“[In Lulier’s CD “Cantate e Sonate”] the vocal contribution of Francesca Boncompagni is technically impressive and beautifully dramatized”.

[James Ross, www.earlymusicreviews, October 2018]

 

“[…] [Jommelli’s] “Dominus a dextris tuis” shows us quickly the entire range of her talent, with a solid vocal emission and a by now impeccable word diction. In [Pergolesi’s] “Messa in re” her crystal clear ornaments are again stunning, and she manages with a disconcerting ease the tremendous vocal difficulties of the “Quoniam”, whose glows sound through the Abbey enchanting the audience”.

[Bruno Maury, www.baroquiades.com, October 2018]

 

“Francesca Boncompagni (Euridice) has the most difficult role of the opera: she must convince the audience about her presence and her grace, she must dazzle it with two short sentences, the first one in the beginning, and the second one in the end of the opera. Not even three minutes of music. And she brilliantly succedes: a crystal clear voice running all over the theater, a perfect diction of the words and a moving colour of her voice really make an Euridice whom is worthy to disturb the god of the Underworld for”.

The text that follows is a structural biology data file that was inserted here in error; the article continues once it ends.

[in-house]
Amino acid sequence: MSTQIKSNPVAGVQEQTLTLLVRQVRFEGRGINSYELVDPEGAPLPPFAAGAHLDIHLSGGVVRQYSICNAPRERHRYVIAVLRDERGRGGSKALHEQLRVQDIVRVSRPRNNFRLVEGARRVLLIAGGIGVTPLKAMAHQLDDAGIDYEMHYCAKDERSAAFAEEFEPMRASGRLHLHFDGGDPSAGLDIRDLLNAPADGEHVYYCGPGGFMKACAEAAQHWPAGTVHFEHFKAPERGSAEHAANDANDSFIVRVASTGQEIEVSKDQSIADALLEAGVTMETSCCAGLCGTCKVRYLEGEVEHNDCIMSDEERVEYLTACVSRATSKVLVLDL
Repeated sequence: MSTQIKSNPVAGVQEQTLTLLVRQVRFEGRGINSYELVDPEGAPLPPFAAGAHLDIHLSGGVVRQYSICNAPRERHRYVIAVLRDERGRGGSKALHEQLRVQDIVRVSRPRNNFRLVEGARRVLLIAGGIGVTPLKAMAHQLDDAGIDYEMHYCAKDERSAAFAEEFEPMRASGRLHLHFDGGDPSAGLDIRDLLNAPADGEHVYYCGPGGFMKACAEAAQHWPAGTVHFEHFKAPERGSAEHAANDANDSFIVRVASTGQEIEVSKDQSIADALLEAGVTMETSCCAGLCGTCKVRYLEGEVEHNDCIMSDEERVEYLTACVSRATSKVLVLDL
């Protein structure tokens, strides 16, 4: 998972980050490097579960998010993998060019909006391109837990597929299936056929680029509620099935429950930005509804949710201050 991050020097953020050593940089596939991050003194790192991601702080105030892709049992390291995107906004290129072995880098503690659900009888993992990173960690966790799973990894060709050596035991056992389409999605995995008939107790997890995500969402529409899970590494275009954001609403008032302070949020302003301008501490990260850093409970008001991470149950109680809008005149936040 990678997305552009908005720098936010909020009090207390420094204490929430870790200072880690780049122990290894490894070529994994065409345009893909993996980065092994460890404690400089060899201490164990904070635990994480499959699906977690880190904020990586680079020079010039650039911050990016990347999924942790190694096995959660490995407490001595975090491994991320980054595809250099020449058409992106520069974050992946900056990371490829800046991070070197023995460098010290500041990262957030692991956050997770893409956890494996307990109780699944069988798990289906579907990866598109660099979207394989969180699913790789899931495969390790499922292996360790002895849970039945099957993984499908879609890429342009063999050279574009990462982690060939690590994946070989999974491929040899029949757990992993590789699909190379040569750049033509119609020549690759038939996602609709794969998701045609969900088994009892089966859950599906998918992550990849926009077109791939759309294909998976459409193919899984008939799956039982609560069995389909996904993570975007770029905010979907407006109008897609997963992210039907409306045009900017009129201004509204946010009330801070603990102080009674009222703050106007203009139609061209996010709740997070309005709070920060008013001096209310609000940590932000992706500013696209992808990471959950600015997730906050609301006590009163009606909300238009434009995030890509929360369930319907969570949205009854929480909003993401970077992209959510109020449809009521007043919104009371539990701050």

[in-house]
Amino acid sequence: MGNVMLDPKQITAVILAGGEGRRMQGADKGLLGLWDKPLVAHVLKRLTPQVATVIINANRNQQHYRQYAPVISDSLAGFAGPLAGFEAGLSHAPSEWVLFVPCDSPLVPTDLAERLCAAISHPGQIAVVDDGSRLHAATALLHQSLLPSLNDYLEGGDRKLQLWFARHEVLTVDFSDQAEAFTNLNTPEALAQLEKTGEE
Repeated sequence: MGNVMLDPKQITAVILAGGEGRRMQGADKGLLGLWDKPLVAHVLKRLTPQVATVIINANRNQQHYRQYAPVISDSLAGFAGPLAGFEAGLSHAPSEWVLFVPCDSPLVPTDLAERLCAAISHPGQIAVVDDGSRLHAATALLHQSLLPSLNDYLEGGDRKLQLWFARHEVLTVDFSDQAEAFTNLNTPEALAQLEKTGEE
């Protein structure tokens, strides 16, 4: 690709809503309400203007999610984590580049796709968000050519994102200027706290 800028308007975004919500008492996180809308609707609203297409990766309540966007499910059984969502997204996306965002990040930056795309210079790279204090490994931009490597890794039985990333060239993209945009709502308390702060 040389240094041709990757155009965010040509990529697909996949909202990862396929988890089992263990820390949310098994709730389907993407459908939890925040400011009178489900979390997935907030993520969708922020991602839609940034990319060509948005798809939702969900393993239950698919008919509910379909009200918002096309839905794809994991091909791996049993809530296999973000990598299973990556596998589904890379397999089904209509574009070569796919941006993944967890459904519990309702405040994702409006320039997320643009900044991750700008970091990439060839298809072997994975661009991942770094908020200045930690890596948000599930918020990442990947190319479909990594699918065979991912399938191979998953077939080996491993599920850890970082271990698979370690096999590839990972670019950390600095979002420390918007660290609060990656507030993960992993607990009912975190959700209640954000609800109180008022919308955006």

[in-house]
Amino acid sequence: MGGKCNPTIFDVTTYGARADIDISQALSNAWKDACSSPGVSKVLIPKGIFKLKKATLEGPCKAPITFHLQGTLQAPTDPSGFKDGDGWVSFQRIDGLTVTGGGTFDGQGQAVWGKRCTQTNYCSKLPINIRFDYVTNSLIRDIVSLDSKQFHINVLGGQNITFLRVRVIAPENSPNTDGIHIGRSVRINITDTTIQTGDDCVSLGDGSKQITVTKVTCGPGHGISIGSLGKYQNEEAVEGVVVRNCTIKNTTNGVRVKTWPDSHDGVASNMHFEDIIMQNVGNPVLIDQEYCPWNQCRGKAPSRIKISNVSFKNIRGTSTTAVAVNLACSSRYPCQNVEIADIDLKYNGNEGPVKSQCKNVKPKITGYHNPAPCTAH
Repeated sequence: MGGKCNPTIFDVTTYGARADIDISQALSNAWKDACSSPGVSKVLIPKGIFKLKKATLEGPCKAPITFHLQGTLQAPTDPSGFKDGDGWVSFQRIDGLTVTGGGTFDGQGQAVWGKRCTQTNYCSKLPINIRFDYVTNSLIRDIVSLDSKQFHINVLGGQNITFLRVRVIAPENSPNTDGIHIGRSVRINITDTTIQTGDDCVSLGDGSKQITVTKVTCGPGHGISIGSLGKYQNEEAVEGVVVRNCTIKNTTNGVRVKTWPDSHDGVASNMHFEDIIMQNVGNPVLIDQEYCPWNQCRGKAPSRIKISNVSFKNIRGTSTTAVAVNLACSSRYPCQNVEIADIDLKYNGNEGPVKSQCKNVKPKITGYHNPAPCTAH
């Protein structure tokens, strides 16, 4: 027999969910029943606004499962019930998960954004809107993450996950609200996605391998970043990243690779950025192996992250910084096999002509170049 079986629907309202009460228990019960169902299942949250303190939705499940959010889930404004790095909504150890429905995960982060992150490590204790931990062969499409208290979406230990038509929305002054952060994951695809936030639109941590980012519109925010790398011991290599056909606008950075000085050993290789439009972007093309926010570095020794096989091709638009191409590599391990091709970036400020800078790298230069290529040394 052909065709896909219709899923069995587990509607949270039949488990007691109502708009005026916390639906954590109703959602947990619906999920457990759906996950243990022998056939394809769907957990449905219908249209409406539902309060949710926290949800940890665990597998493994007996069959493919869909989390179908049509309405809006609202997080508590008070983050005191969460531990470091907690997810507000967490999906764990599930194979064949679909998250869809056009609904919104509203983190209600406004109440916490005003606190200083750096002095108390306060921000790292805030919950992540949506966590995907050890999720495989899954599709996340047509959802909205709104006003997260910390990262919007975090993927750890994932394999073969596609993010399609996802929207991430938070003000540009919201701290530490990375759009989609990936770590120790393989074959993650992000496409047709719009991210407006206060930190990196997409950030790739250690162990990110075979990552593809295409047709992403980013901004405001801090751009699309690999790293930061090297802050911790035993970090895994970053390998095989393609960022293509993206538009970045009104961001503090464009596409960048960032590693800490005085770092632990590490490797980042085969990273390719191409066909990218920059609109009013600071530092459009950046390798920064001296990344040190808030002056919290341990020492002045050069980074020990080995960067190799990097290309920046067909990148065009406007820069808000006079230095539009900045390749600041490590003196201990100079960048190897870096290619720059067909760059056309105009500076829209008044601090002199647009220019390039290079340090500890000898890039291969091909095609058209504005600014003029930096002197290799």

[Chiara Lepore, www.lospecchiodisesto.it, March 2018]

 

“The third leading soprano [was] Francesca Boncompagni playing the role of Euridice, impressing with the crystal clear beauty of her voice”.

[Stefano Gazzera, www.ierioggidomaniopera.wordpress.com, March 2018]